Havre de Grace's City Council substantially reduced a proposed 15 percent water and sewer rate hike, increasing the charge by 5 percent, which already had been approved.
Councilman Bill Martin, the most vocal opponent of more increases, said the council was able to make cuts in supplies and other planned expenses to eliminate the second rate hike.
Councilman Fred Cullum was the lone dissenter, pointing out the projected savings meant once again banking on additional development.
The council was able to make the projection work, he highlighted, only by including the take from 15 anticipated new water and sewer hook-ups.
"Personally, I think 15 additional connections is a long shot. We will be lucky if we get what we projected originally," Cullum said. The city was originally expecting 50 hook-ups.
"I just think we are spinning our wheels. We are putting it off another year, and the price goes up every year you put it off," he said.
Councilman Randy Craig and others disagreed, saying a rate hike would further deter new development.
"A 20 percent increase, this year or next year - in fact, a 50 percent increase this year or next year - does not solve the problems with the water and sewer fund," Craig said, adding that news of such a hike would make it less appealing for potential homeowners and businesses to move to Havre de Grace.
"I think the council has plans to be a lot more aggressive on the hook-up side," he said.
Cullum said the city has "no contingency" and no money to make repairs to its water plant if there is a problem.
"That is not the way to run a business and that is what the water and sewer fund is. It's a business," he said.
Steve Gamatoria, who was recently elected to the council after an absence, agreed the current model for running the fund is "flawed" and said he hopes to have a "business summit" with developers and other stakeholders to discuss ways to encourage development.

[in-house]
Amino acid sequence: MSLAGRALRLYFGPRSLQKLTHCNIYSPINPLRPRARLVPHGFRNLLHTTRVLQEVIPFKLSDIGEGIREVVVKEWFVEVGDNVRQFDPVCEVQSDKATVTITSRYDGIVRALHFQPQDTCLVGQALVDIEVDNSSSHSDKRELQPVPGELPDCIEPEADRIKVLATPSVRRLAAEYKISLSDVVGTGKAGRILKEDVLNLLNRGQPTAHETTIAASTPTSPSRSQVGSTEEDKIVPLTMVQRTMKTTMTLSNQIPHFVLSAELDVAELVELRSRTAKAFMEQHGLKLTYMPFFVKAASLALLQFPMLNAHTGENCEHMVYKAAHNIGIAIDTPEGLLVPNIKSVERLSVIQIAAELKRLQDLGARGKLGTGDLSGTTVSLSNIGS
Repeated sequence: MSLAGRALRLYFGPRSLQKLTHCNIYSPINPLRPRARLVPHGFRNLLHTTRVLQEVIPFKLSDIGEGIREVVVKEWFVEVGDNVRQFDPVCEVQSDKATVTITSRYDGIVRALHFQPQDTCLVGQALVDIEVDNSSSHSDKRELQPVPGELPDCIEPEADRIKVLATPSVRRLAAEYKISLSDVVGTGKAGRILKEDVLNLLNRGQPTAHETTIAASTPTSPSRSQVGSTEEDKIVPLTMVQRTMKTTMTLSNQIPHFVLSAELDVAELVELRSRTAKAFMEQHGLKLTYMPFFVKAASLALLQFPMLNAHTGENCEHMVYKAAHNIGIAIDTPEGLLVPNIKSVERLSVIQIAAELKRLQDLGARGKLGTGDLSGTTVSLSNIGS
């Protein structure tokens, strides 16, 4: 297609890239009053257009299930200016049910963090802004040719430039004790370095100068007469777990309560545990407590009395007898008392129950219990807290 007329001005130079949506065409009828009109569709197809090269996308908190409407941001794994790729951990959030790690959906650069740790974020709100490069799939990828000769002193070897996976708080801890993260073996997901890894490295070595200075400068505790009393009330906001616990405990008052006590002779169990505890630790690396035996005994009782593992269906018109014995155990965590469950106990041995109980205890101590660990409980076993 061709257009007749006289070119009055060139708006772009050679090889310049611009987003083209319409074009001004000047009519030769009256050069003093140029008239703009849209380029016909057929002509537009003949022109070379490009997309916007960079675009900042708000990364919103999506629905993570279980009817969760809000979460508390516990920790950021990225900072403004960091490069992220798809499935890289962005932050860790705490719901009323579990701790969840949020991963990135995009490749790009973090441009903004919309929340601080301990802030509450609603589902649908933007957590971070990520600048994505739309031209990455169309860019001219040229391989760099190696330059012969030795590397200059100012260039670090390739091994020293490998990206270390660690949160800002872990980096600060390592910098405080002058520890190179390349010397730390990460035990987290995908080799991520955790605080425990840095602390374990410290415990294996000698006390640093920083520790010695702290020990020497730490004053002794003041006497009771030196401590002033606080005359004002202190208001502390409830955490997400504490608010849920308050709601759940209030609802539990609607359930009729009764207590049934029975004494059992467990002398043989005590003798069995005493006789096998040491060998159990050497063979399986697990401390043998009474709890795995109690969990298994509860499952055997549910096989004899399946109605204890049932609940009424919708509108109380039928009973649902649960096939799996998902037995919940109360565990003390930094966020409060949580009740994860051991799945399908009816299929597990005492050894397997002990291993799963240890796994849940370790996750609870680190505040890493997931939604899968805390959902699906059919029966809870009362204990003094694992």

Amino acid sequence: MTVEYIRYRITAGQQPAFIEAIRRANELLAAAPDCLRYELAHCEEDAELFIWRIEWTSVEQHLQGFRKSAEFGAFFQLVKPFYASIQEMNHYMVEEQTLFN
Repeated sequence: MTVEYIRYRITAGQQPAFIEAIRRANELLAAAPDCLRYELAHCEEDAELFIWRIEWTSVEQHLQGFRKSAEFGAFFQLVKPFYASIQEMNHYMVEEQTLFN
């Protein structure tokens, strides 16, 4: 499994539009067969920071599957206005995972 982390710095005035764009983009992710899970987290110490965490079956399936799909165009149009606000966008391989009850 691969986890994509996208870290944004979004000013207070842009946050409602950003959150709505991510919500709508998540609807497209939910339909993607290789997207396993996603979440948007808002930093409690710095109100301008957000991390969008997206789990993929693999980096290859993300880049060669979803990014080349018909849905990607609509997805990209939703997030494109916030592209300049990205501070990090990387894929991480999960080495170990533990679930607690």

"I know this is a touchy subject, but if we have to drop the hook-up fees to encourage people to build," he would be open to that, he said.
"I am certainly open to new ideas because the old ideas are not working," he said.
Council members put pressure on newly-hired economic development director Tom Lofland to be part of a push for more development.
Martin said he has a "strong feeling" construction will pick up soon. After the meeting, he explained he had heard projects like Greenway Farms, Scenic Manor and potentially Bulle Rock could be seeing movement on residential projects. Residential development has been stalled locally and nationally since the 2008 real estate market collapse.
"I assure the public we are not playing fast and loose with these numbers just to come out of here saying, 'Hey, we got a 5 percent increase,'" he said. "You have my full faith and confidence we can pull this off."
"This is not a shell game we're playing," he said, adding the city still has the largest freshwater source on the East Coast right outside its front door.
"We shouldn't be paying the highest rates in Harford County," he said.
Cullum noted there is a limited number of hook-ups, and "sooner or later, there's going to be no more connections and you are not going to have any more money coming in through that."